1. On the client, make sure you do not have a firewall like iptables enabled, or it will prevent you from making the NFS connection. Now, let's check RPC and UDP connectivity to the NFS server:
    [tp1]# ping im
    [tp1]# showmount -e im
    Export list for im:
    [tp1]# rpcinfo -p im
    [tp1]# tracepath im/2049
     1?: [LOCALHOST]     pmtu 1500
     1:  im (                                       0.371ms reached
         Resume: pmtu 1500 hops 1 back 1

    Based on the output of these commands, you should be able to see if the client will be able to make an NFS connection to the server or not.

  2. Make a mountpoint for the directory:
    [TP1]# mkdir /mnt/Photos
  3. Mount the NFS server manually:
    [tp1]# mount -t nfs -o hard,intr,ro,rsize=2048,wsize=2048,nfsvers=3 im:/Data/Photos /mnt/Photos
    [tp1]# mount
    im:/Data/Photos on /mnt/Photos type nfs (ro,hard,intr,rsize=2048,wsize=2048,addr=
  4. Test from root and non-root accounts on tp1 to see if directory and file read operations work. Commands like df, du, ls, cd, and cp should work just fine.

  5. Now, let's look at stats back on the server:
    # showmount -a
    All mount points on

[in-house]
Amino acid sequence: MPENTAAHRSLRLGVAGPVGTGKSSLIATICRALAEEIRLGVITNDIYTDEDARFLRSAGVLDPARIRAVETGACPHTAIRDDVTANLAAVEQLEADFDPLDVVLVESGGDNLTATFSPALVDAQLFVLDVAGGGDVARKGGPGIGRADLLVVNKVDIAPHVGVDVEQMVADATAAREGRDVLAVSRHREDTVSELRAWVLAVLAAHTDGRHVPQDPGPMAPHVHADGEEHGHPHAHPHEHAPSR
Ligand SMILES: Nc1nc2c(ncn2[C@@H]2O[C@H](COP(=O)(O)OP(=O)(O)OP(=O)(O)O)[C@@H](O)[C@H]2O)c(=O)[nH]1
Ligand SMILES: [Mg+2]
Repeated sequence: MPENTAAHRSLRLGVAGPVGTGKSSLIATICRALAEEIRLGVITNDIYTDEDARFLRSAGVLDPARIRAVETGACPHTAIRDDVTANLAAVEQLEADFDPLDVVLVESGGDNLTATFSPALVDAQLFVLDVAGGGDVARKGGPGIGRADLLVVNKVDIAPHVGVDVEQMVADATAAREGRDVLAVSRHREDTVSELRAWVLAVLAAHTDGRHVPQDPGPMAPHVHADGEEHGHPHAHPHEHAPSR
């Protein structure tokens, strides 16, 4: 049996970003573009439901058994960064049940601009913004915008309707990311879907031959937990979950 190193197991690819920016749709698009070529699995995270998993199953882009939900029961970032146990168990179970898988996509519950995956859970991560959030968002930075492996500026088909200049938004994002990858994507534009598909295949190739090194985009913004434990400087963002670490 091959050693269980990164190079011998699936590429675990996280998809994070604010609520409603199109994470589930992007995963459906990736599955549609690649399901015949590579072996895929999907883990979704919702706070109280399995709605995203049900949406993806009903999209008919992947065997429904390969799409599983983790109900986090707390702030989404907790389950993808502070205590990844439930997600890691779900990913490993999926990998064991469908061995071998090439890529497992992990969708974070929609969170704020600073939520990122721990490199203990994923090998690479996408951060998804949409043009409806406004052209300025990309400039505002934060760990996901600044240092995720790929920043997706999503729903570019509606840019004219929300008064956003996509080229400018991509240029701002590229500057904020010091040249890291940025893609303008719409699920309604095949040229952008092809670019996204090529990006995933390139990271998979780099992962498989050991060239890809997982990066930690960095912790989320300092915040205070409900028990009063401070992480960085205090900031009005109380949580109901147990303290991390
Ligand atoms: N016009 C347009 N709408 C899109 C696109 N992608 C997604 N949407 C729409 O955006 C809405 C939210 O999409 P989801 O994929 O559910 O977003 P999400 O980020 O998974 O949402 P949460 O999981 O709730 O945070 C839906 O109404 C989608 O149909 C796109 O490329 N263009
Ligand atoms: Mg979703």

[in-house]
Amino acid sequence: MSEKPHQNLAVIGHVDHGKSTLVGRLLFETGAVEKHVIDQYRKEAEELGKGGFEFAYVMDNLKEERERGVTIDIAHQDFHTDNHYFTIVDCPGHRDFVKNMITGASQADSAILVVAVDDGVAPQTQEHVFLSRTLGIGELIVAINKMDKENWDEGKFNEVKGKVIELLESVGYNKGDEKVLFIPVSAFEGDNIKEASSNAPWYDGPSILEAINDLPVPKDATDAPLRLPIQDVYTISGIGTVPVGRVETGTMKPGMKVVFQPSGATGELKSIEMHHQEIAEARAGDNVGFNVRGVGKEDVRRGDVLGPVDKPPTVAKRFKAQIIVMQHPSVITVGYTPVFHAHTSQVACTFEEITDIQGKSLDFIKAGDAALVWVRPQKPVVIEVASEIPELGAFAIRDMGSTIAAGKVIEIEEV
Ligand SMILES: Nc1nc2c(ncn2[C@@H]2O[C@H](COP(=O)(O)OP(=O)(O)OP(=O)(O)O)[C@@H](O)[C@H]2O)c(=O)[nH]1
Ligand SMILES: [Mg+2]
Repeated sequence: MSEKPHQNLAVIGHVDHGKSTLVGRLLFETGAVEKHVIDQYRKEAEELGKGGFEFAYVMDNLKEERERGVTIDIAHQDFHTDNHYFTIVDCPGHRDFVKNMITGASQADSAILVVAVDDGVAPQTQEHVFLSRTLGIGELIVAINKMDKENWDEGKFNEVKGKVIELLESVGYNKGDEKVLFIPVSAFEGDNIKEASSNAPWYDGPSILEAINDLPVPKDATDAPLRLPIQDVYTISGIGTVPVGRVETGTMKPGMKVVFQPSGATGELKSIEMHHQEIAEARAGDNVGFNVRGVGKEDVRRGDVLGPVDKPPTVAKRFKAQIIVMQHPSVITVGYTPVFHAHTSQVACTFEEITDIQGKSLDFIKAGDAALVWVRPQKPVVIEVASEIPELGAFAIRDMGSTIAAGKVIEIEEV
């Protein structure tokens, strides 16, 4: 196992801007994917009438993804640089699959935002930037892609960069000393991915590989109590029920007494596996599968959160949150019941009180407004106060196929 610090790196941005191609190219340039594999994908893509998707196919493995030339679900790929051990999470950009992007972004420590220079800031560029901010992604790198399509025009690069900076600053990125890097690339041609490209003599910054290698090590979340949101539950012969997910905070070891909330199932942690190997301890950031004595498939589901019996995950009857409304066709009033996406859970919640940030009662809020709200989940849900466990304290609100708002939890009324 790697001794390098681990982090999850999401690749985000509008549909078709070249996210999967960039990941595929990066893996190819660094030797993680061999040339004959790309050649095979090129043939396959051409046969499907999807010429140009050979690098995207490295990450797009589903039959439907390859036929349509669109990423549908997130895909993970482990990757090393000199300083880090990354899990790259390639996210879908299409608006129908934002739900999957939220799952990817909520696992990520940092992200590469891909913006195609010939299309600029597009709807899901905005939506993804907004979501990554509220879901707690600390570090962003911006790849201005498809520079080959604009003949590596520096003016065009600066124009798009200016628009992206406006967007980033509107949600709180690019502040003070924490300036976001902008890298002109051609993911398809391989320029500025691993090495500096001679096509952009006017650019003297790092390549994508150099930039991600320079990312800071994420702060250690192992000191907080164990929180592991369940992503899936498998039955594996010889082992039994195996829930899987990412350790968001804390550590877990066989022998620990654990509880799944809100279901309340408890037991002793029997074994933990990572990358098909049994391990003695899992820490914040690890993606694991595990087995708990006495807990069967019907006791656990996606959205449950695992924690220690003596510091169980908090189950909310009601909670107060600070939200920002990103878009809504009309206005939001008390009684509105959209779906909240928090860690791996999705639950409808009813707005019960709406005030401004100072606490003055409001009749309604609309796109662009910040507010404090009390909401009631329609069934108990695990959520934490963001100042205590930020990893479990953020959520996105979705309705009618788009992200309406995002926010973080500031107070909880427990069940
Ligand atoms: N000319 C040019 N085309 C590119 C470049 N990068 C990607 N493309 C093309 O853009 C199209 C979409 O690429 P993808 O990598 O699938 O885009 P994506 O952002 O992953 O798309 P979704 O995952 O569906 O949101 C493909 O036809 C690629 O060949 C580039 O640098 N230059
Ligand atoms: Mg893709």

# nfsstat
    # nfsstat -o net
    Warning: /proc/net/rpc/nfs: No such file or directory
    Server packet stats:
    packets    udp        tcp        tcpconn
    353441     353441     0          0
    Client packet stats:
    packets    udp        tcp        tcpconn
    0          0          0          0
    # ifconfig eth0
    eth0      Link encap:Ethernet  HWaddr 00:E0:29:42:F8:C2
              inet addr:  Bcast:  Mask:
              UP BROADCAST RUNNING MULTICAST  MTU:1500  Metric:1
              RX packets:391457 errors:0 dropped:0 overruns:0 frame:37
              TX packets:698615 errors:0 dropped:0 overruns:0 carrier:0
              collisions:0 txqueuelen:100
              RX bytes:89280722 (85.1 Mb)  TX bytes:846404790 (807.1 Mb)
              Interrupt:10 Base address:0xb400
    # netstat -s
    # cat /proc/net/snmp
  6. Back on the client, let's make sure that no process or user is accessing files via NFS, including having a shell open in the NFS directory. Then we will unmount the NFS directory like this:
    [tp1]# umount /mnt/Photos